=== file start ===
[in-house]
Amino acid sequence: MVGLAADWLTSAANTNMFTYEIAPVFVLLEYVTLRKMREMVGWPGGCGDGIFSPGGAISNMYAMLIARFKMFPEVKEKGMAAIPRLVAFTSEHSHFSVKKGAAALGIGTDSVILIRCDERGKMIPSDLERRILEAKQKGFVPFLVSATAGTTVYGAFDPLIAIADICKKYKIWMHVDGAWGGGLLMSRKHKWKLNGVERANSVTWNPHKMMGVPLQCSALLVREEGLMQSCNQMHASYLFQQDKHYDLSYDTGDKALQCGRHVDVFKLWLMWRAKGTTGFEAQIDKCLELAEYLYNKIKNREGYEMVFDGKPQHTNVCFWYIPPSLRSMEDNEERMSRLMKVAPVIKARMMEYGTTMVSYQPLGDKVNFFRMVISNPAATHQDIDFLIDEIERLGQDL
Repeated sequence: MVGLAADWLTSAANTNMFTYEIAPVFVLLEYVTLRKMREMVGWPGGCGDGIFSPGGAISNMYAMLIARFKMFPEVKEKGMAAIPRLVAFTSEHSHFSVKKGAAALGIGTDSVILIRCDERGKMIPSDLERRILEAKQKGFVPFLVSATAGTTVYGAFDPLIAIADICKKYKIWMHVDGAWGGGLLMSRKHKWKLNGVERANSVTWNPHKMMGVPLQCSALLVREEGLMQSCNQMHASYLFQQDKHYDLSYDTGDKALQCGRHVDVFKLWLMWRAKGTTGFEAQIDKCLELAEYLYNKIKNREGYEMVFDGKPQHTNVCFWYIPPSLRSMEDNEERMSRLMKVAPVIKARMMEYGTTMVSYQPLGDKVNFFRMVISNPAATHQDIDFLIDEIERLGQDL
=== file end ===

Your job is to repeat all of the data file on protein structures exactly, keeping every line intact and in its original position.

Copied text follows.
[in-house]
Amino acid sequence: MVGLAADWLTSAANTNMFTYEIAPVFVLLEYVTLRKMREMVGWPGGCGDGIFSPGGAISNMYAMLIARFKMFPEVKEKGMAAIPRLVAFTSEHSHFSVKKGAAALGIGTDSVILIRCDERGKMIPSDLERRILEAKQKGFVPFLVSATAGTTVYGAFDPLIAIADICKKYKIWMHVDGAWGGGLLMSRKHKWKLNGVERANSVTWNPHKMMGVPLQCSALLVREEGLMQSCNQMHASYLFQQDKHYDLSYDTGDKALQCGRHVDVFKLWLMWRAKGTTGFEAQIDKCLELAEYLYNKIKNREGYEMVFDGKPQHTNVCFWYIPPSLRSMEDNEERMSRLMKVAPVIKARMMEYGTTMVSYQPLGDKVNFFRMVISNPAATHQDIDFLIDEIERLGQDL
Repeated sequence: MVGLAADWLTSAANTNMFTYEIAPVFVLLEYVTLRKMREMVGWPGGCGDGIFSPGGAISNMYAMLIARFKMFPEVKEKGMAAIPRLVAFTSEHSHFSVKKGAAALGIGTDSVILIRCDERGKMIPSDLERRILEAKQKGFVPFLVSATAGTTVYGAFDPLIAIADICKKYKIWMHVDGAWGGGLLMSRKHKWKLNGVERANSVTWNPHKMMGVPLQCSALLVREEGLMQSCNQMHASYLFQQDKHYDLSYDTGDKALQCGRHVDVFKLWLMWRAKGTTGFEAQIDKCLELAEYLYNKIKNREGYEMVFDGKPQHTNVCFWYIPPSLRSMEDNEERMSRLMKVAPVIKARMMEYGTTMVSYQPLGDKVNFFRMVISNPAATHQDIDFLIDEIERLGQDL